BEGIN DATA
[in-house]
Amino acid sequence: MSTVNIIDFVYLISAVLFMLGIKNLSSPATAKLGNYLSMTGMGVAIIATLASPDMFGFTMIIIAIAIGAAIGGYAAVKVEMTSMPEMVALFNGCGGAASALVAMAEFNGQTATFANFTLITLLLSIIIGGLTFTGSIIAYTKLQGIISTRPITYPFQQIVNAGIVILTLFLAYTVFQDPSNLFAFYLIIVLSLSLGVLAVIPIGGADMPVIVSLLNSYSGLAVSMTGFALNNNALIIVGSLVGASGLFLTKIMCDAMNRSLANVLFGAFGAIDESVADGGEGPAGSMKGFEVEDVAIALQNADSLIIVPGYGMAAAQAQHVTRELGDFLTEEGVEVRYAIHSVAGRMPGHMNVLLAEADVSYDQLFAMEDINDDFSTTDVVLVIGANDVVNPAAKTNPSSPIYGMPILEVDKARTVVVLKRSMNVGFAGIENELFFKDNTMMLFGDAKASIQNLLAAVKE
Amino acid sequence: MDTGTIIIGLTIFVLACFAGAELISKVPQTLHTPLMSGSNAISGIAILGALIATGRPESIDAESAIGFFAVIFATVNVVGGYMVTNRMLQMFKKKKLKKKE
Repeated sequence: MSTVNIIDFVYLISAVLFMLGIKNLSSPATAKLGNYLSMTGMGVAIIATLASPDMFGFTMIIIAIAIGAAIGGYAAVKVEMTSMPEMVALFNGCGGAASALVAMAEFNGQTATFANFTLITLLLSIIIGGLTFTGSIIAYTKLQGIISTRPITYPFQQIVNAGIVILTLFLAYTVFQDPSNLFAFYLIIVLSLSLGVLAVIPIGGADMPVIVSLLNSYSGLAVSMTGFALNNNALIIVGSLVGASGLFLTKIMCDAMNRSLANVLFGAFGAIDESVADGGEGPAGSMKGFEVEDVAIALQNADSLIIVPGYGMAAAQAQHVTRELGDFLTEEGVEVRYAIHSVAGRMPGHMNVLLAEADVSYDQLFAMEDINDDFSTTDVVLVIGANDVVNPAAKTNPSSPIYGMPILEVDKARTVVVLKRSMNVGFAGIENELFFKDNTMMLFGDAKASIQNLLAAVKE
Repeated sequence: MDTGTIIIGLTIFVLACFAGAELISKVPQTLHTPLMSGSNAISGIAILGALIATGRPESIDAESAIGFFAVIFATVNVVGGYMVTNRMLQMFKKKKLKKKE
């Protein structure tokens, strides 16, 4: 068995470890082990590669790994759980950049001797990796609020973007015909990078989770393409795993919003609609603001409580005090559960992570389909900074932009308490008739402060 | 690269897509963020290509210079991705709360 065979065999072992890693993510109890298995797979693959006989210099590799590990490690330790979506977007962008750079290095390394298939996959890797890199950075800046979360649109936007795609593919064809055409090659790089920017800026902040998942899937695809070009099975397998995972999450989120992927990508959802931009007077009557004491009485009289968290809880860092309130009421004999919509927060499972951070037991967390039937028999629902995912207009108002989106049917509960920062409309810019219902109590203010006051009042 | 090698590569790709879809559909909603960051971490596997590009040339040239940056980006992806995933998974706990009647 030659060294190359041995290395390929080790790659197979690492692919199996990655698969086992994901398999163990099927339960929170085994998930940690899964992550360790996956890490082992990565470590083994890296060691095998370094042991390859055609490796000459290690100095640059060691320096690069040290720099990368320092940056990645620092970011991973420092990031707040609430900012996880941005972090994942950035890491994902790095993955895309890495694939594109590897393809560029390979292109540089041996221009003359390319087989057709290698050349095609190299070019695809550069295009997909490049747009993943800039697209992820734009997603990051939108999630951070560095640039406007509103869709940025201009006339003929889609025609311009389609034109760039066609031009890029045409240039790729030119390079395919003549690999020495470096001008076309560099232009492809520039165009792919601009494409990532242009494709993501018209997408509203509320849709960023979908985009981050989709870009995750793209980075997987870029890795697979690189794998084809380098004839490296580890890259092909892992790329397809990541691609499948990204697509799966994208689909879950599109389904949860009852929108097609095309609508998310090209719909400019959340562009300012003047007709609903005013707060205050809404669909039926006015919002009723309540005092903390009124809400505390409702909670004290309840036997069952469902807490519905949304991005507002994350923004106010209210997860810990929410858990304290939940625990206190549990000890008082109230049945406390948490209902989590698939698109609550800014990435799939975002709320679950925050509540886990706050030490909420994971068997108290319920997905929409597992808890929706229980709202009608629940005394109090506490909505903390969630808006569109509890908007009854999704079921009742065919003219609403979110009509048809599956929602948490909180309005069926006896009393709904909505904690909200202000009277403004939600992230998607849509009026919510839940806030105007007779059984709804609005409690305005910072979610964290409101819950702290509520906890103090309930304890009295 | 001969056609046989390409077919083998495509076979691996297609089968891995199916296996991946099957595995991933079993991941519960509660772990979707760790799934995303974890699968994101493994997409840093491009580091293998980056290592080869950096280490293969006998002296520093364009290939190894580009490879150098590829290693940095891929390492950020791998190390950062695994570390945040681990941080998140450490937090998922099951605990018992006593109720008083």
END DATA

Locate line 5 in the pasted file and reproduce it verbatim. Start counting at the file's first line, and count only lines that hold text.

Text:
Repeated sequence: MDTGTIIIGLTIFVLACFAGAELISKVPQTLHTPLMSGSNAISGIAILGALIATGRPESIDAESAIGFFAVIFATVNVVGGYMVTNRMLQMFKKKKLKKKE